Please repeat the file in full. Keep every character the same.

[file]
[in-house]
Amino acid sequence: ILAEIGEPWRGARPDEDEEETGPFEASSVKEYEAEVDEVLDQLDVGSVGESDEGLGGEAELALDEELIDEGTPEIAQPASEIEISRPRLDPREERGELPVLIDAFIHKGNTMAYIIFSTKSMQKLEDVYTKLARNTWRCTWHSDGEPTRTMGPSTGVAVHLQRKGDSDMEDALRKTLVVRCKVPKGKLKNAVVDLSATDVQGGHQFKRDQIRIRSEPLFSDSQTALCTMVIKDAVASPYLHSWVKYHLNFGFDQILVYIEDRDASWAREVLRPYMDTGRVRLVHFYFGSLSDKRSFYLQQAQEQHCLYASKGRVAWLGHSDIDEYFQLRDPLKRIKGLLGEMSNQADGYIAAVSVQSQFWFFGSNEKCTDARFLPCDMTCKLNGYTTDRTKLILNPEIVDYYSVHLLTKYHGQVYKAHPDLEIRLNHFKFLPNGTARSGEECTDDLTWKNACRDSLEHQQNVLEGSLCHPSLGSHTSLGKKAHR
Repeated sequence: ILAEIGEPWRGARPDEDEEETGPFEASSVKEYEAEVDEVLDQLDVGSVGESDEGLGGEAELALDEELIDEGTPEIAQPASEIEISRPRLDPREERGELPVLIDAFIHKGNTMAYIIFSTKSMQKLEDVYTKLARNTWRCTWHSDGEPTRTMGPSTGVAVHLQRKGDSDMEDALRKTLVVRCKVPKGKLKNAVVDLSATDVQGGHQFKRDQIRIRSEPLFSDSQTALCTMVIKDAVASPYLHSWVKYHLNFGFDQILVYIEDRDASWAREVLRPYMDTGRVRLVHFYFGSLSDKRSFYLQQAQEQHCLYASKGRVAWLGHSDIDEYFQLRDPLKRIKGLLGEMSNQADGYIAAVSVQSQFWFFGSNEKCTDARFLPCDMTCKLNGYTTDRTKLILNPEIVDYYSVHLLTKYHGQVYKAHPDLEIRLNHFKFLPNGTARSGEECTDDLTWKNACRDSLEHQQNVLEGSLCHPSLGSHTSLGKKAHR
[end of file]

[in-house]
Amino acid sequence: ILAEIGEPWRGARPDEDEEETGPFEASSVKEYEAEVDEVLDQLDVGSVGESDEGLGGEAELALDEELIDEGTPEIAQPASEIEISRPRLDPREERGELPVLIDAFIHKGNTMAYIIFSTKSMQKLEDVYTKLARNTWRCTWHSDGEPTRTMGPSTGVAVHLQRKGDSDMEDALRKTLVVRCKVPKGKLKNAVVDLSATDVQGGHQFKRDQIRIRSEPLFSDSQTALCTMVIKDAVASPYLHSWVKYHLNFGFDQILVYIEDRDASWAREVLRPYMDTGRVRLVHFYFGSLSDKRSFYLQQAQEQHCLYASKGRVAWLGHSDIDEYFQLRDPLKRIKGLLGEMSNQADGYIAAVSVQSQFWFFGSNEKCTDARFLPCDMTCKLNGYTTDRTKLILNPEIVDYYSVHLLTKYHGQVYKAHPDLEIRLNHFKFLPNGTARSGEECTDDLTWKNACRDSLEHQQNVLEGSLCHPSLGSHTSLGKKAHR
Repeated sequence: ILAEIGEPWRGARPDEDEEETGPFEASSVKEYEAEVDEVLDQLDVGSVGESDEGLGGEAELALDEELIDEGTPEIAQPASEIEISRPRLDPREERGELPVLIDAFIHKGNTMAYIIFSTKSMQKLEDVYTKLARNTWRCTWHSDGEPTRTMGPSTGVAVHLQRKGDSDMEDALRKTLVVRCKVPKGKLKNAVVDLSATDVQGGHQFKRDQIRIRSEPLFSDSQTALCTMVIKDAVASPYLHSWVKYHLNFGFDQILVYIEDRDASWAREVLRPYMDTGRVRLVHFYFGSLSDKRSFYLQQAQEQHCLYASKGRVAWLGHSDIDEYFQLRDPLKRIKGLLGEMSNQADGYIAAVSVQSQFWFFGSNEKCTDARFLPCDMTCKLNGYTTDRTKLILNPEIVDYYSVHLLTKYHGQVYKAHPDLEIRLNHFKFLPNGTARSGEECTDDLTWKNACRDSLEHQQNVLEGSLCHPSLGSHTSLGKKAHR